By Mundoo (Own work) [CC BY-SA 4.0 (https://creativecommons.org/licenses/by-sa/4.0)], via Wikimedia Commons

This article was originally published on Yale Environment 360.


“Major dam and irrigation projects are drying up the wetlands that sustain life in the arid Sahel region of Africa. The result has been a wave of environmental refugees, as thousands of people flee, many on boats to Europe.

The Hadejia-Nguru wetland was once a large green smudge on the edge of the Sahara in northeast Nigeria. More than 1.5 million people lived by fishing its waters, grazing their cattle on its wet pastures, and irrigating their crops from its complex network of natural channels and lakes. Then, in the 1990s, the Nigerian government completed two dams that together captured 80 percent of the water that flowed into the wetland.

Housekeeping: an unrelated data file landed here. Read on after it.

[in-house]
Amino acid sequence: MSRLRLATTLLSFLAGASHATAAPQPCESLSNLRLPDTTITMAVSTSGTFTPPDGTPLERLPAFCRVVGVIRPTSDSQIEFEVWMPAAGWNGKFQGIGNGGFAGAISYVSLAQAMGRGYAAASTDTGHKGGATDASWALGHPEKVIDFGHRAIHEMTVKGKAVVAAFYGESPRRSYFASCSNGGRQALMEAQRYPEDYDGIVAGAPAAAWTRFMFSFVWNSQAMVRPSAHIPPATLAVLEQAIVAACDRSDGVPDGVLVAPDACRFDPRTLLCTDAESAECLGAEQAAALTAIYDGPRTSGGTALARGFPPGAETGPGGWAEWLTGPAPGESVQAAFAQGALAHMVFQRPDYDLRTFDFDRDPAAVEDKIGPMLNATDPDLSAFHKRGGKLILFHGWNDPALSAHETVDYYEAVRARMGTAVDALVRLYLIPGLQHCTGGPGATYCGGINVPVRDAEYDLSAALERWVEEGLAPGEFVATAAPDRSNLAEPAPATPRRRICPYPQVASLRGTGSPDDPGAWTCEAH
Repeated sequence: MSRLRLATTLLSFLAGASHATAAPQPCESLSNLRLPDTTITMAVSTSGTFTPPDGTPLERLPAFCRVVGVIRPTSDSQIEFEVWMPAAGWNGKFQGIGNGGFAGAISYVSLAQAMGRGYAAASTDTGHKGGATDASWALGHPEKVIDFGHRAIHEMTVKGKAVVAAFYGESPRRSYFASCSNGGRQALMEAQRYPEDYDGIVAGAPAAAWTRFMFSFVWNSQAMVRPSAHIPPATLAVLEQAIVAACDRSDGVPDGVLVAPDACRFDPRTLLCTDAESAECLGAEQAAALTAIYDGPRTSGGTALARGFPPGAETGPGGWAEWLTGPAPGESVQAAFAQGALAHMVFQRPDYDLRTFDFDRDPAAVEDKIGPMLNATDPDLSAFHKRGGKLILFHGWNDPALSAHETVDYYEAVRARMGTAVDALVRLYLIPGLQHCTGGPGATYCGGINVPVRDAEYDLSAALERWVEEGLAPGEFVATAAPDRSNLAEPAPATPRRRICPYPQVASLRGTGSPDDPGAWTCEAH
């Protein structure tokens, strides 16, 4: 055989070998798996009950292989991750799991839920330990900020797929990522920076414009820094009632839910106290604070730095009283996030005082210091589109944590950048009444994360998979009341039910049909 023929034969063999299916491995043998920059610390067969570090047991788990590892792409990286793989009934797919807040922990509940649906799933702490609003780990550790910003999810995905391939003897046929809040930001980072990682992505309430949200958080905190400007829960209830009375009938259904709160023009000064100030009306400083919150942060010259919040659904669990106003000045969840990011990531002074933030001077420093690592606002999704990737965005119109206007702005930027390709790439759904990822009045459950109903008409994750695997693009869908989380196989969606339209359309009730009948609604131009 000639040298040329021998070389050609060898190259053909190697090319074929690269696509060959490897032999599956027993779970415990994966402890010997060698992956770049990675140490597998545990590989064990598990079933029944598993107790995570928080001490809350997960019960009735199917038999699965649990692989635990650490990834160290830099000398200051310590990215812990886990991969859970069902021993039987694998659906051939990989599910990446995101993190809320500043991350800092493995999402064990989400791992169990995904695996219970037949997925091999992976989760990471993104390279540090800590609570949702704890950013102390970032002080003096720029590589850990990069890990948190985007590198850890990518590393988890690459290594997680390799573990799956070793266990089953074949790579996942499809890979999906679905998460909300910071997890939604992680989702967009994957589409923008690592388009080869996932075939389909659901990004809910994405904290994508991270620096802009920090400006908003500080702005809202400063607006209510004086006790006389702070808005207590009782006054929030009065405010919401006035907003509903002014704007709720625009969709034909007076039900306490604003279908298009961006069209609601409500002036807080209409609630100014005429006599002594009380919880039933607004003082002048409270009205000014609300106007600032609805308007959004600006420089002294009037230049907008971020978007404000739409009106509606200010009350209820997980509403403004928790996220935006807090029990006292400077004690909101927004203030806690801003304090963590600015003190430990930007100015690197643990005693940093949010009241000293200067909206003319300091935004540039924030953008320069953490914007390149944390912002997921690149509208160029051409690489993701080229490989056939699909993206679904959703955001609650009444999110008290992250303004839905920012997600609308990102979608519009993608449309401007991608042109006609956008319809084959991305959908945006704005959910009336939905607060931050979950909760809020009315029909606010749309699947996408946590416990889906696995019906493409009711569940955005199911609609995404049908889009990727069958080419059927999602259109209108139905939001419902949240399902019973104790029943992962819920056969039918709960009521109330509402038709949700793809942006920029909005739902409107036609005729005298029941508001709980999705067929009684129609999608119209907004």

The aim was to provide water for Kano, the biggest city in northern Nigeria. But the two dams dried up four-fifths of the wetland, destroying its natural bounty and the way of life that went with it. Today, many of the people who lost their livelihoods have either headed for Kano, joined the Islamic terrorist group Boko Haram that is terrorizing northeast Nigeria – or paid human-smugglers to take them to Europe…”

Read on at: Yale Environment 360.